Reading through this volume conveys a sense of how vast and extensive the camp and ghettos systems were, even in countries not under direct German occupation, and demonstrates the widespread willingness of regimes to imprison and persecute their “enemies.” It highlights how camps and ghettos functioned differently depending on the specific history and ethnic makeup of each state, the degree of Nazi control and influence, military and political developments, the goals of the regimes, and the attitudes of the local population.
Several trends, insights, and conclusions emerge. First, this encyclopedia shows ghettos were a more widespread phenomenon than was previously thought. While the ghettos of Poland, the occupied Soviet Union, and the temporary ghettos in Hungary are widely known and studied, the large number of ghettos in Romania and temporary ghettos in Bulgaria have received much less attention. Here, they are identified, documented, and fully described—thus widening our understanding of ghettos and how they functioned.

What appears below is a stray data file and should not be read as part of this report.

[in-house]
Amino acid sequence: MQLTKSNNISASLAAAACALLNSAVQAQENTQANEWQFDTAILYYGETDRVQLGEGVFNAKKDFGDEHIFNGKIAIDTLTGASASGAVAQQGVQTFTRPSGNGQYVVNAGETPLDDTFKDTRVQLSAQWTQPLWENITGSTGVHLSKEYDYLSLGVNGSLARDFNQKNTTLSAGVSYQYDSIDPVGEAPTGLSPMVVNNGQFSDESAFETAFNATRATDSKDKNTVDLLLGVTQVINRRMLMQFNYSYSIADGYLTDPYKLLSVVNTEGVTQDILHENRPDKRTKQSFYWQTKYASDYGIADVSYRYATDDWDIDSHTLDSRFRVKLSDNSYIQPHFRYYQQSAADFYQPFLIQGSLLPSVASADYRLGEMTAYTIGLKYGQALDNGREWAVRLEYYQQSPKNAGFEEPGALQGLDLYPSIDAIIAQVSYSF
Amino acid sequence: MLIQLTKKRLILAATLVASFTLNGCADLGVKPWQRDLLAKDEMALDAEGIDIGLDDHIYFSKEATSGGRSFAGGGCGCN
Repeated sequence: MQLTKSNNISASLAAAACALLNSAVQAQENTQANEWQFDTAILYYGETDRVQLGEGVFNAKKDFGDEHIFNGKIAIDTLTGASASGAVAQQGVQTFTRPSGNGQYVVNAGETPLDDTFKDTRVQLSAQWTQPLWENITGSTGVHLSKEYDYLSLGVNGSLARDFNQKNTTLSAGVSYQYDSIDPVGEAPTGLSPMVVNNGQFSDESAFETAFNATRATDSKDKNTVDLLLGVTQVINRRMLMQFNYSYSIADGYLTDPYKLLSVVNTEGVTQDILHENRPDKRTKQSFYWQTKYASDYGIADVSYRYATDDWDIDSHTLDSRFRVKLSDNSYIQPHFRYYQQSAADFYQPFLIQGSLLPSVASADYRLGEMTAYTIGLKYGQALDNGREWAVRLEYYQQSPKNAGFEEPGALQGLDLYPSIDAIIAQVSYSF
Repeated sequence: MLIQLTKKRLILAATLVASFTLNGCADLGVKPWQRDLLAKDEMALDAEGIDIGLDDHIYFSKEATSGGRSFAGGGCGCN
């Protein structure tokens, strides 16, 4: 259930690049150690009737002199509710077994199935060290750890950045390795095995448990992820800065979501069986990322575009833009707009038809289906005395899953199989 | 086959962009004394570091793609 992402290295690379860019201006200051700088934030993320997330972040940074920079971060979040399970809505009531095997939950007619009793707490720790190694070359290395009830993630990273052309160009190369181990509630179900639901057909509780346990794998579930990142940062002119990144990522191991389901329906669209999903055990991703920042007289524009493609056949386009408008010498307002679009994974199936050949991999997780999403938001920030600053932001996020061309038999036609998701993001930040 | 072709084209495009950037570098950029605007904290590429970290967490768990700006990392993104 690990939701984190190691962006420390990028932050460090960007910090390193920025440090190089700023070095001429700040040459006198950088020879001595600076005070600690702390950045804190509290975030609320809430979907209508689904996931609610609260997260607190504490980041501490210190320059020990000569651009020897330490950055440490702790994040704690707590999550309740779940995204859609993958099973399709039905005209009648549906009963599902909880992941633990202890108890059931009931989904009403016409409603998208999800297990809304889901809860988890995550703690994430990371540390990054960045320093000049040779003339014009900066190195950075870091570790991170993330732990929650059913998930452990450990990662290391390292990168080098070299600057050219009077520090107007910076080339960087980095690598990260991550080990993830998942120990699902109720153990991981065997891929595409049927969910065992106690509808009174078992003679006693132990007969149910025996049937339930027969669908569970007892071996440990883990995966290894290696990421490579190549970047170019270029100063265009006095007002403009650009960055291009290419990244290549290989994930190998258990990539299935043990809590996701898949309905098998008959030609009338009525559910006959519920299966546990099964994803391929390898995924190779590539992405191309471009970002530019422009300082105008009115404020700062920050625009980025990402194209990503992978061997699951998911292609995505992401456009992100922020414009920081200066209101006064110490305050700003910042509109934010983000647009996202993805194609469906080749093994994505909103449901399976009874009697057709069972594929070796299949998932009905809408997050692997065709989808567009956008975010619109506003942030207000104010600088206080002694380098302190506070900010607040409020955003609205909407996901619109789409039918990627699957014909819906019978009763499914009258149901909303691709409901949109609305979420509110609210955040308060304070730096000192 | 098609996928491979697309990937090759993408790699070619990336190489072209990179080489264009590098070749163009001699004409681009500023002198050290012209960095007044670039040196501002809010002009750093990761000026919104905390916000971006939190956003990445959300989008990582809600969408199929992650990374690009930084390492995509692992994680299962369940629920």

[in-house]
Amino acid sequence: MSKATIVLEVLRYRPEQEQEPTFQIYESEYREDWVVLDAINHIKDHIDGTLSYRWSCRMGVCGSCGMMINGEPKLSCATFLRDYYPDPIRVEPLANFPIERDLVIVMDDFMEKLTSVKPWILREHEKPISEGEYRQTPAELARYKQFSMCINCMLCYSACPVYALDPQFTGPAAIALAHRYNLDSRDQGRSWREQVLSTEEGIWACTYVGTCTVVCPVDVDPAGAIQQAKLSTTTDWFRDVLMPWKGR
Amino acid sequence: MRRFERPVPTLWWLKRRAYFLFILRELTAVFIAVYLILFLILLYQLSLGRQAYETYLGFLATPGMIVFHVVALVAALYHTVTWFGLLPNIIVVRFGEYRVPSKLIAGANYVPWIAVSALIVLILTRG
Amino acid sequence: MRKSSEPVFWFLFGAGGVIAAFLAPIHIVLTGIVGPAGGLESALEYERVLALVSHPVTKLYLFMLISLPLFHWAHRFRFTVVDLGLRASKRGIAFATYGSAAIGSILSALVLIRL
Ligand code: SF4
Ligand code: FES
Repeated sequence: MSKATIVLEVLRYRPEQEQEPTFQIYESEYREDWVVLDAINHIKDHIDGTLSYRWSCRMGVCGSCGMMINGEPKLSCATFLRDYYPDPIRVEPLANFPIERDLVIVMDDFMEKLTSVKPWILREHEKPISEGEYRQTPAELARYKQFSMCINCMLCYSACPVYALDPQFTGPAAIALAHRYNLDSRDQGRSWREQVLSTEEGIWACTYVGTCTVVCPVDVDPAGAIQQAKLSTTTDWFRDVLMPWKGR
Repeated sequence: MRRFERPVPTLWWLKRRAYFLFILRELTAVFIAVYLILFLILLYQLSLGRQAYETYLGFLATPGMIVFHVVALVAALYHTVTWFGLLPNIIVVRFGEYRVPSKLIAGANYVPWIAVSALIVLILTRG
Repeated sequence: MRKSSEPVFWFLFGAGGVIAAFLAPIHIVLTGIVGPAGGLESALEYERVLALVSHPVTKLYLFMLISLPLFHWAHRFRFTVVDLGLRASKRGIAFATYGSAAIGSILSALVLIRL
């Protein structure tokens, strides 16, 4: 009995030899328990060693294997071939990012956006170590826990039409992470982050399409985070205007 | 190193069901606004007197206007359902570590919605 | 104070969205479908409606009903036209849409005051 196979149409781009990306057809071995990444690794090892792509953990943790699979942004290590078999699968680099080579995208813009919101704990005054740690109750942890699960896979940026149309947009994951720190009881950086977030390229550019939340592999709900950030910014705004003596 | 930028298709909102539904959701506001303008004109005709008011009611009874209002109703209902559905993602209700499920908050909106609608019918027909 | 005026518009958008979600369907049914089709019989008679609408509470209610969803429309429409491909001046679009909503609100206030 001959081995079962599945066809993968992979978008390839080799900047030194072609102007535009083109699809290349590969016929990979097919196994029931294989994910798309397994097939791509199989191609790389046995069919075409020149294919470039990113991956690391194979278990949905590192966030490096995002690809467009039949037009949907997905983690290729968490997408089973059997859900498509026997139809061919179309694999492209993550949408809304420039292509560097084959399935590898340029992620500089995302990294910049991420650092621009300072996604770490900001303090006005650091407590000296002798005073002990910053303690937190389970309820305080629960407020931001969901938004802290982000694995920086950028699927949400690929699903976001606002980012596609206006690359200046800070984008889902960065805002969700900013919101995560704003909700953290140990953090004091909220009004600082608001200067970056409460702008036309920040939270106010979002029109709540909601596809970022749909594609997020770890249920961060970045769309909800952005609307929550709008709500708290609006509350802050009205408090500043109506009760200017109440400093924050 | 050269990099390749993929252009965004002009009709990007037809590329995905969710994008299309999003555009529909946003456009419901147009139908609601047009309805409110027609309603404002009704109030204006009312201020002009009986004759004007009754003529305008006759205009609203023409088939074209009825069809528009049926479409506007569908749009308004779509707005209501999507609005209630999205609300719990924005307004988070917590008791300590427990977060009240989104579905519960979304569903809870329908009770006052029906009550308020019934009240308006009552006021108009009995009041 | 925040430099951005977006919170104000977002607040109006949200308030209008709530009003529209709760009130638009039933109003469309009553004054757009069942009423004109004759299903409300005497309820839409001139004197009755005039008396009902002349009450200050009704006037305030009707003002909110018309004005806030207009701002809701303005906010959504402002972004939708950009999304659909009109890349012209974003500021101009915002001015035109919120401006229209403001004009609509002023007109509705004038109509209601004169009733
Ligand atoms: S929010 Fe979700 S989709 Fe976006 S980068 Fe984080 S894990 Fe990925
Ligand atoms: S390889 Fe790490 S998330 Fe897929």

Also shown is the diversity of types of camps and detention centers through the inclusion of forced labor camps, Prisoner of War camps, Roma camps, internment camps, transit camps, prisons, and temporary holding centers. The widely divergent ways prisoners were treated is also revealed with living conditions ranging from unhygienic, disease-ridden pigsties with no access to even the most basic life necessities in Romania’s Transnistria to facilities with electricity, running water, mess halls, decent work opportunities, and even some freedom of mobility in a handful of Italian camps.
In presenting the detailed history of hundreds of sites, some common myths are dispelled. For example, Bulgaria’s reputation as a country which rescued its Jews is challenged by descriptions of the harsh treatment of Jews in Bulgarian labor camps and the regime’s determination to deport its Jews. While the shifting calculus of the war ultimately saved the Jews of old Bulgaria from extermination, most Jews of the annexed territories were deported to Treblinka where they were killed on arrival.